• If somebody says “at least” to me when I share a disappointment, that is a red flag to me, and I will wander away. I am not likely to make the mistake of sharing my disappointments with that particular person again. It’s my mistake for having shared with that person in the first place; most of the time I make that mistake knowing full well that the person I’m sharing with is not capable of empathy. I just tend to repeatedly MAKE the mistake, somehow. 🙂 I have friends who are not capable of empathy in those situations, and relying upon them repeatedly to show empathy they’re not capable of is just madness on my part.
      On the other hand, I suspect the reason I repeatedly make that mistake is that being vulnerable and sharing with somebody in the hopes of receiving empathy is a bid for connection. Hearing “at least” is the opposite of connection, and by using those words, the person I’m attempting to connect with is letting me know loud and clear they are not capable of or desirous of such a connection.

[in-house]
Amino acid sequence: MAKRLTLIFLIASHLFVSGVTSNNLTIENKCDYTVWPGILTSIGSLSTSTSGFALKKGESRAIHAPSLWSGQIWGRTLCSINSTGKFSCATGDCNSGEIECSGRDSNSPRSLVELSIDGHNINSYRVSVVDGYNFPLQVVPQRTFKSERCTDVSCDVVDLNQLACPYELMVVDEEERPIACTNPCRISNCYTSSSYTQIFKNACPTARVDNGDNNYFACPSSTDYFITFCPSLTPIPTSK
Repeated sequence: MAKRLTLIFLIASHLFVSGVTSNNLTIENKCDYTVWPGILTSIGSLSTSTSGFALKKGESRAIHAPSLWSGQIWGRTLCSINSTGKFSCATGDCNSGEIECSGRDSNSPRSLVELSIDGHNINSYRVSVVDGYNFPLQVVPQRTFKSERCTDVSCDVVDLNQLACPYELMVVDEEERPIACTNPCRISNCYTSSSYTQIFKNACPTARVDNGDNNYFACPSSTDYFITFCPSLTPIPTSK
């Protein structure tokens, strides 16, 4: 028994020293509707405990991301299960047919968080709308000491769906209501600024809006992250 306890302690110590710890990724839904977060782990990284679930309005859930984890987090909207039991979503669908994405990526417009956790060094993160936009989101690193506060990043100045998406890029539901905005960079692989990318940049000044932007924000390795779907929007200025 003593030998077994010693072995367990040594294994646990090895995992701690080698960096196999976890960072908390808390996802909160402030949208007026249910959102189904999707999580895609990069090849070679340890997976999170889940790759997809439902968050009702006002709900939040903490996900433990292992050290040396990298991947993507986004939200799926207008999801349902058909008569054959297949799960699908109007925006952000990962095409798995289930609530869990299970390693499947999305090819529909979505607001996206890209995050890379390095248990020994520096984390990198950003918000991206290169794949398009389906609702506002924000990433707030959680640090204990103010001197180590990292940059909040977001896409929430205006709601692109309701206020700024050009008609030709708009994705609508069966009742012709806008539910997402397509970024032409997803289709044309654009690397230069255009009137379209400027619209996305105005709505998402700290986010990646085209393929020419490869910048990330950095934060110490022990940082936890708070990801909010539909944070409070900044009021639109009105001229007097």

• Thanks so much Daisy. Love the Brene Brown piece and your perspective. Working through the disappointment of not living up to our own expectations is often the best way forward. (That and “at least” knowing how to surround ourselves with empathetic friends)

    • That’s a pretty important “at least” – how to know WHO you can share your disappointments with. Who of your friends can just help you sit with your disappointment? I have a pretty short list of friends, and those friends are invaluable. Of course my husband is on that list too!

  • I so appreciate you sharing this message Daisy. I do understand how you feel and yes, while we’ve all experienced disappointment, some how it FEELS BIGGER at National competitions, that we’ve looked forward to, trained towards and put in the time, blood, sweat and lots of tears to get there. I hope you feel how buoyed up you are and that we all are in this community. However, that doesn’t take away from the present moment feelings of where you are now. It is hard for everyone to be vulnerable and sit in a space of unpleasant feelings. I’m happy you had the courage to share.

  • Great discussion. I have definitely played the “at least” game, because I thought I was helping. But it makes sense that that only denies the person’s feelings which are very real. I am sorry that you are feeling disappointed. I completely understand. You reach for the stars and that is a vulnerable place to be, but it is also where all the brave people are. (“In the arena getting their asses kicked,” as Brene’ Brown would say.)